Principal Investigator
Emily Gallagher

Collaboration + support
Leeds School of Business, Federal Reserve Bank of St. Louis

In the aftermath of Hurricane Harvey, water indiscriminately flooded the homes of Houston residents, but financial help did not pour in as equally. 

Leeds School of Business researchers found that lower-income homeowners were most likely to end up in a worse financial position and at a higher risk of bankruptcy after the storm, due to unequal access to federal disaster assistance and loans. 

Wealthier homeowners were more likely to have flood insurance and be able to navigate the complex requirements to file for disaster funds and loans. Residents in lower-income neighborhoods also commonly received less disaster assistance, even if they qualified for it.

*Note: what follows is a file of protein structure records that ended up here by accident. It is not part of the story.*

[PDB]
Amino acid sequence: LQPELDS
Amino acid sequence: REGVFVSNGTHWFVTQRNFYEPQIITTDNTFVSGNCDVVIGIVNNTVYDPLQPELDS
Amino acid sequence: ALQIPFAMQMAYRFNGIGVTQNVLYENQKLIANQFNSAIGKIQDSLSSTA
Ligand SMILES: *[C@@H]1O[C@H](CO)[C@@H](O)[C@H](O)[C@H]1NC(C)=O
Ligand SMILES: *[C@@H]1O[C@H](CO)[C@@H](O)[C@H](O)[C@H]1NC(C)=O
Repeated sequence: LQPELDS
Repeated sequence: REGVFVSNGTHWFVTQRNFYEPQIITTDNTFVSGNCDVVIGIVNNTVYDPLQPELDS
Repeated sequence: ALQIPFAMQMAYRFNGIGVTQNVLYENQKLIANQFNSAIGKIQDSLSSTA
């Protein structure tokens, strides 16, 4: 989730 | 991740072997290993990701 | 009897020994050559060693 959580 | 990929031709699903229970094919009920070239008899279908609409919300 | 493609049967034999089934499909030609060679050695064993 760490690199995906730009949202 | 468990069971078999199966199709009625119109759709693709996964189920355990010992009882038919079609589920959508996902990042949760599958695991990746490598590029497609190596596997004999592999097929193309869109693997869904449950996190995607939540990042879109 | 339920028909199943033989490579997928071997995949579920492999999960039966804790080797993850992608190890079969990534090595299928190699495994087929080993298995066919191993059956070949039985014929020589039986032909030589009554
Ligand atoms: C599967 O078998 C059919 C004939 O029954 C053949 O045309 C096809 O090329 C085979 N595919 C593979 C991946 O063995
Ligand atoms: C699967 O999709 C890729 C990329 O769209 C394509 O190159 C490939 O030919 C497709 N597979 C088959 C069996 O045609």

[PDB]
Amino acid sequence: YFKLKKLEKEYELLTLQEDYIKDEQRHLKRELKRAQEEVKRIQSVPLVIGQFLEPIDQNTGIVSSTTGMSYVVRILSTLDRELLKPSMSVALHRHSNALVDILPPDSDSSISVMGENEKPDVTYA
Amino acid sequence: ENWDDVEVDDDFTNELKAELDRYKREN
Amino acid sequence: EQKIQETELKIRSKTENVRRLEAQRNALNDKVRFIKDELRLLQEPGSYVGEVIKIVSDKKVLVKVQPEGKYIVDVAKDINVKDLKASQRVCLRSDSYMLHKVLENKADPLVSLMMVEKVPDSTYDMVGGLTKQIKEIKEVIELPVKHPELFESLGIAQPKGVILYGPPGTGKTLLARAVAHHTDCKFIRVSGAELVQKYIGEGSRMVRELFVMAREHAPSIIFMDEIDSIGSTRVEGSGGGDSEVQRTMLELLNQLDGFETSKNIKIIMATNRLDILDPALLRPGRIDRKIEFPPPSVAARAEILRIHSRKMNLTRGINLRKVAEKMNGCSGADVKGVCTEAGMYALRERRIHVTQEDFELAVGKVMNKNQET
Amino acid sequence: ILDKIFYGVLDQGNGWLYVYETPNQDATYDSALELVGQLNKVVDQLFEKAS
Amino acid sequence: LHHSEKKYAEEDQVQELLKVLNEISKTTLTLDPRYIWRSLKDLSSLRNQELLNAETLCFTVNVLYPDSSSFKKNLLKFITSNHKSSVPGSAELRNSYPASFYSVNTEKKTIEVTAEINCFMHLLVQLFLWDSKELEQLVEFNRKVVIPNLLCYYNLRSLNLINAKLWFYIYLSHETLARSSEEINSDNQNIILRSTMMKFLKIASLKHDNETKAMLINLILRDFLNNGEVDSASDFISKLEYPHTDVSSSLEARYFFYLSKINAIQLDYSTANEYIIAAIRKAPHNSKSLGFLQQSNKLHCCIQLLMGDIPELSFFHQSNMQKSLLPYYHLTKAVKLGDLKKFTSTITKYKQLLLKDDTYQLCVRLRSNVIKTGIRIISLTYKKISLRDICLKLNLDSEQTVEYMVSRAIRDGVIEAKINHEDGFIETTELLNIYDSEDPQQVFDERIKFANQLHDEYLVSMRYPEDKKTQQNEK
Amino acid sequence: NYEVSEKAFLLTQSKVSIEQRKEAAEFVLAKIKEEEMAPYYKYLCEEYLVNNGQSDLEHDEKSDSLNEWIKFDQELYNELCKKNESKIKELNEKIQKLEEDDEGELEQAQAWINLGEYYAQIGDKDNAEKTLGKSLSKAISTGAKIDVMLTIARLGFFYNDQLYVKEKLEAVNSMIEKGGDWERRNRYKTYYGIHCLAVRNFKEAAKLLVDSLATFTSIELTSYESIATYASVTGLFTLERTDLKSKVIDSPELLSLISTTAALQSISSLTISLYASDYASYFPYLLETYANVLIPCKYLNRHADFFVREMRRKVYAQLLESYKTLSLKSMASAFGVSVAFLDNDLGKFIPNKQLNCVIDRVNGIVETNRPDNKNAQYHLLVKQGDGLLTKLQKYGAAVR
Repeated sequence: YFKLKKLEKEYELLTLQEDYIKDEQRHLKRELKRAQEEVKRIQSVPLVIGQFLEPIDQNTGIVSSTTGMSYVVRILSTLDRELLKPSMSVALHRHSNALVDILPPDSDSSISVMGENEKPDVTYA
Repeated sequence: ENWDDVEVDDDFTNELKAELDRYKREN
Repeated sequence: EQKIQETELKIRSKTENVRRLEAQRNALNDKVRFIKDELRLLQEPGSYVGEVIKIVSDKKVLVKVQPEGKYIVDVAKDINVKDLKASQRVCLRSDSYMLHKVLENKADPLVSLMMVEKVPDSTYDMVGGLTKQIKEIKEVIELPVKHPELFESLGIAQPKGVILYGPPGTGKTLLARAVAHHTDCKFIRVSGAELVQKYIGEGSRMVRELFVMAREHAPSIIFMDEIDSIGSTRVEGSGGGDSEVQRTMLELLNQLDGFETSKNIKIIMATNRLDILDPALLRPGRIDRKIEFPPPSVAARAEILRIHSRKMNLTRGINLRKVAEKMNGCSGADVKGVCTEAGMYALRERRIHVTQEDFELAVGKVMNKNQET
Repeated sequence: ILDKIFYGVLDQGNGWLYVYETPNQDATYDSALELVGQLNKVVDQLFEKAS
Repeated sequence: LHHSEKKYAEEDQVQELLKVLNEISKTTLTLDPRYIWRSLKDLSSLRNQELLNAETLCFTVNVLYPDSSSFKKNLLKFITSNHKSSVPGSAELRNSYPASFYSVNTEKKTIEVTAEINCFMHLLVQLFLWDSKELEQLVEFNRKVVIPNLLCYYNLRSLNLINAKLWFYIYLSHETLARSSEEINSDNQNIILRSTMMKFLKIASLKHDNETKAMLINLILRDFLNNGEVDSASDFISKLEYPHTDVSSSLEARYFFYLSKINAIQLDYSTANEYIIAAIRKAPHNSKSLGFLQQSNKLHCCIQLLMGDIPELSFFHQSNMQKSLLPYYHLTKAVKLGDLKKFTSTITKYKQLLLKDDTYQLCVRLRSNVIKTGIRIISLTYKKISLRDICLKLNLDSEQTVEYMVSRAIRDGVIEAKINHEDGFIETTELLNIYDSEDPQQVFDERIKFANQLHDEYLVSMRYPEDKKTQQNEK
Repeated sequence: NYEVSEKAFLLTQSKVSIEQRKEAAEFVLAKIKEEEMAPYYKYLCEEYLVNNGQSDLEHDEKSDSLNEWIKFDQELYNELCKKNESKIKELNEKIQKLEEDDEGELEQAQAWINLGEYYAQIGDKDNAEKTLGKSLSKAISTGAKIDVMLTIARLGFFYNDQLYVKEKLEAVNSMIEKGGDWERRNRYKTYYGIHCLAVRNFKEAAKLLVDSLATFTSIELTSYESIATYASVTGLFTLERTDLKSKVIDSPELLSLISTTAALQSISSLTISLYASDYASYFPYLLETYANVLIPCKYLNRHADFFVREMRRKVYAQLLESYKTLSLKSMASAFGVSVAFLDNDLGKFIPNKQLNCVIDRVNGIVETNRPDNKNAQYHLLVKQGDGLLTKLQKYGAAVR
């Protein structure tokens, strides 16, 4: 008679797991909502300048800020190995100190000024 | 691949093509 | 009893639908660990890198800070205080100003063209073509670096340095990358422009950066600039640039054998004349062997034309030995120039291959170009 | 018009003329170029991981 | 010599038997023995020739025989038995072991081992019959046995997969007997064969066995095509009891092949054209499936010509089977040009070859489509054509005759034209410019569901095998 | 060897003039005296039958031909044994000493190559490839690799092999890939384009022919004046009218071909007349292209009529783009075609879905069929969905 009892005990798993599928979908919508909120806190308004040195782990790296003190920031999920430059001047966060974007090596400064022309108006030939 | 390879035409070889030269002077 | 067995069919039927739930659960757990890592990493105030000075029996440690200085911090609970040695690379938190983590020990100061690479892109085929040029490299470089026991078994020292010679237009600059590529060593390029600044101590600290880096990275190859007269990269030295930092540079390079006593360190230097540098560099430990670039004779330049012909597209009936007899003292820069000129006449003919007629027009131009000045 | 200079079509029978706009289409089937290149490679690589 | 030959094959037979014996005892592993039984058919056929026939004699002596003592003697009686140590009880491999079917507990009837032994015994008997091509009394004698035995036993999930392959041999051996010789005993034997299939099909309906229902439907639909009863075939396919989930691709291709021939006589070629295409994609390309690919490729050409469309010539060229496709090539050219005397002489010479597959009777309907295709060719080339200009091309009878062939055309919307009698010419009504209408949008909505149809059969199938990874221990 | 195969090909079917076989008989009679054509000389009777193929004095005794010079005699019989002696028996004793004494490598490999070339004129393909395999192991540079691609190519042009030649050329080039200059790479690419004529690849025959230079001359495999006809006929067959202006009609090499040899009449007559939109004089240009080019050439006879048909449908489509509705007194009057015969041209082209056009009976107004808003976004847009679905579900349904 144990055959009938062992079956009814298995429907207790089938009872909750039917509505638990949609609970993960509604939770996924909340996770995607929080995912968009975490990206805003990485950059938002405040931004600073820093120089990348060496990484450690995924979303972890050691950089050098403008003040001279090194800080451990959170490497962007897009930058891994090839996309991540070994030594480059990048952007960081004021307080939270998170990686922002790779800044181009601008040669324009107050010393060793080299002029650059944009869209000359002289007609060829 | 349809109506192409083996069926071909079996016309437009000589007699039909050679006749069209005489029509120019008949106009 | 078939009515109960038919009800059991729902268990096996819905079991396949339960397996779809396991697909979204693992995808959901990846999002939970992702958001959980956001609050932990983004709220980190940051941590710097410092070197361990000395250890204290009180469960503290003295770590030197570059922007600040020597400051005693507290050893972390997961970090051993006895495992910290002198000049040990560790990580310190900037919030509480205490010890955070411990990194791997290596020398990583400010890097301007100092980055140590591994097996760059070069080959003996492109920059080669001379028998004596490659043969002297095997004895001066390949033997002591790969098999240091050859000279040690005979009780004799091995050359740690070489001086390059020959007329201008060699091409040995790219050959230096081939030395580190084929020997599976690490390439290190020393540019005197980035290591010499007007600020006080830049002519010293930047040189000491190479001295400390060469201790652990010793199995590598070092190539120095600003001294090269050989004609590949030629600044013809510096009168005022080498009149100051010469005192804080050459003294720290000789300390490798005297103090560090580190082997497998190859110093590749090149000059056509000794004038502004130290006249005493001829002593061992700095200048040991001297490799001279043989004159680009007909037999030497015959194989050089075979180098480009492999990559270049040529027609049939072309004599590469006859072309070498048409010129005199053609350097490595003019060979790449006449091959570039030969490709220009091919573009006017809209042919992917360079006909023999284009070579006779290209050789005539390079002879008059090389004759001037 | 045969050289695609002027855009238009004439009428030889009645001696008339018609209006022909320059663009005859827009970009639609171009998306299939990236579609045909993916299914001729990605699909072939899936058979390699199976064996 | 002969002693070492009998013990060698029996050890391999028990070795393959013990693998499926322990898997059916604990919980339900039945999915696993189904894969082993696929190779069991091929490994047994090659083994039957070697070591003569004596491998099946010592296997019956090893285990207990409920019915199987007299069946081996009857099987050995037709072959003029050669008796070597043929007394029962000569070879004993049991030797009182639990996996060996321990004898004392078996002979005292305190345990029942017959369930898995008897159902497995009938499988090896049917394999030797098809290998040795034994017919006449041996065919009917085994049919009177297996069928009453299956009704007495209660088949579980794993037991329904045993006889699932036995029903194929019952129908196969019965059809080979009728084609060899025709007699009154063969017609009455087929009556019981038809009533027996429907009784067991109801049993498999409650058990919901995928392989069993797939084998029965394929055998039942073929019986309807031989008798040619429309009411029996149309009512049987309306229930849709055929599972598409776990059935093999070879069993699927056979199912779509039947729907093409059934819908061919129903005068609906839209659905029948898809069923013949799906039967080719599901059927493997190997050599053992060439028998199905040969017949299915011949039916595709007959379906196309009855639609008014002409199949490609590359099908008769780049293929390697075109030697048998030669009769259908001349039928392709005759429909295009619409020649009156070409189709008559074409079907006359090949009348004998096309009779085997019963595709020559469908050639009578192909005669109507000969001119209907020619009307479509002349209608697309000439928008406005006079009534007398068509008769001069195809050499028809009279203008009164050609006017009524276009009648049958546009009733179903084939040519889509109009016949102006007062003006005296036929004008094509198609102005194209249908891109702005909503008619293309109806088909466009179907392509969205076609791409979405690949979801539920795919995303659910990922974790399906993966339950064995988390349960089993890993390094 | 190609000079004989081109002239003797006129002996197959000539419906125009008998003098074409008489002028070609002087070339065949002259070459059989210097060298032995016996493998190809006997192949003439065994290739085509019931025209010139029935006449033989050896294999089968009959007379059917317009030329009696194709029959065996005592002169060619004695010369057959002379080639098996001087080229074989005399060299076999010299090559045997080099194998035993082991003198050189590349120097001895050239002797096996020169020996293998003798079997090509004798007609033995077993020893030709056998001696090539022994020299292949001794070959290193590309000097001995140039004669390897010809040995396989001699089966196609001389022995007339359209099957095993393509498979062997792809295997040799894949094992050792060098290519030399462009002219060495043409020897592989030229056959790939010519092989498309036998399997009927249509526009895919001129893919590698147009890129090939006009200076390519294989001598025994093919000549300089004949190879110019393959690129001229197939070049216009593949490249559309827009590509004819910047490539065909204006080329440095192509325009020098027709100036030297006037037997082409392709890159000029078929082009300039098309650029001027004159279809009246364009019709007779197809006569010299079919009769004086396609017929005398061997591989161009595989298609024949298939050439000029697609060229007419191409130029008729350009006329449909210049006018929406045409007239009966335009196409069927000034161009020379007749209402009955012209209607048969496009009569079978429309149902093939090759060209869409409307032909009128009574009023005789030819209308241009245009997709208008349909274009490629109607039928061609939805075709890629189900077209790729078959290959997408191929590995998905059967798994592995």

“In allocating a limited pool of resources, the way we're handing it out seems to be distorted,” said assistant professor of finance Emily Gallagher.

Houston flooding aerial People and rescuers on flooded street in Houston Flooded Houston house Rescuer lowered from helicopter over Houston flooding U.S. Marine Corps escorting the community on rafts U.S. Marine Corps and Houston resident in Houston flooding Rescuing residents from Houston flooding

Image credits: A Marine, a member of the Texas Highway Patrol and Texas State Guard escort a couple to higher ground, Houston, Texas, Aug. 31, 2017 / U.S. Department of Agriculture. Aerial photo of Houston flooding / USACE HQ. Flooded Houston street / Marines. A house in Houston shows visible damage after flooding / Getty Images. Members of the South Carolina's Helicopter Aquatic Rescue Team (SC-HART) perform rescue operations in Port Arthur, Texas, August 31, 2017 / SC National Guard.